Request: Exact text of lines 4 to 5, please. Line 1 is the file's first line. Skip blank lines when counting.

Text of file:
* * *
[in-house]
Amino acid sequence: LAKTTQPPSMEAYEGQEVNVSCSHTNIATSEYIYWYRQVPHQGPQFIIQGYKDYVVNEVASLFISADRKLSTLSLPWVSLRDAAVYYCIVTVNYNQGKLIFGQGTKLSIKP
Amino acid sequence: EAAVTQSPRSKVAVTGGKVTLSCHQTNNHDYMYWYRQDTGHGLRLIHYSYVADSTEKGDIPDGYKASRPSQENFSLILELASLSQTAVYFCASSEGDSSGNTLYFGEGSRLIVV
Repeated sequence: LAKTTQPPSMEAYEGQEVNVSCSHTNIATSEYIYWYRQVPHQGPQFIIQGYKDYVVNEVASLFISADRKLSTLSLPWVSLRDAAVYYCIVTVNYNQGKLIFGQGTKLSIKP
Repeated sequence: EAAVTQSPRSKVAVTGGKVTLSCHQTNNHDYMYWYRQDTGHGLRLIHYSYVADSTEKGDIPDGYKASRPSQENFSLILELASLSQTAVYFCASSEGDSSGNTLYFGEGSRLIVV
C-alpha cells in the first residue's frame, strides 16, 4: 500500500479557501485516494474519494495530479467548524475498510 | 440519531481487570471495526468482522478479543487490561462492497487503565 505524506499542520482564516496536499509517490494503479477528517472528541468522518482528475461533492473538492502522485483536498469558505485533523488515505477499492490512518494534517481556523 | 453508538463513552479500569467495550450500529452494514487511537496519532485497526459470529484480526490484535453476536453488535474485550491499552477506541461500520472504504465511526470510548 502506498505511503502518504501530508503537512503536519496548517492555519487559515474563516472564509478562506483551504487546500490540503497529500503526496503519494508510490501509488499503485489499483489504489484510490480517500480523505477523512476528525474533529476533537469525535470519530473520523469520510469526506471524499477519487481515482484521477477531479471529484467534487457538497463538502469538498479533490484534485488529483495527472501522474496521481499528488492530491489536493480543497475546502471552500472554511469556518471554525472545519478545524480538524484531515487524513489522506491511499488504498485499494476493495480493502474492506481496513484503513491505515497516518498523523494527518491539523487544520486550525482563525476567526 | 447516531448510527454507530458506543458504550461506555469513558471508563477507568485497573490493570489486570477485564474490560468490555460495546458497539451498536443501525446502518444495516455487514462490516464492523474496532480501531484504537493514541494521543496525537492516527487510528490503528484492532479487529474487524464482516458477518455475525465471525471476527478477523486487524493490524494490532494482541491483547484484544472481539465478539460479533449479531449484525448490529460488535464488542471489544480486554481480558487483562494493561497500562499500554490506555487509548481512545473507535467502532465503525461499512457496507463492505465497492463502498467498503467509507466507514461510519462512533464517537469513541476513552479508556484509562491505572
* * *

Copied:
Repeated sequence: LAKTTQPPSMEAYEGQEVNVSCSHTNIATSEYIYWYRQVPHQGPQFIIQGYKDYVVNEVASLFISADRKLSTLSLPWVSLRDAAVYYCIVTVNYNQGKLIFGQGTKLSIKP
Repeated sequence: EAAVTQSPRSKVAVTGGKVTLSCHQTNNHDYMYWYRQDTGHGLRLIHYSYVADSTEKGDIPDGYKASRPSQENFSLILELASLSQTAVYFCASSEGDSSGNTLYFGEGSRLIVV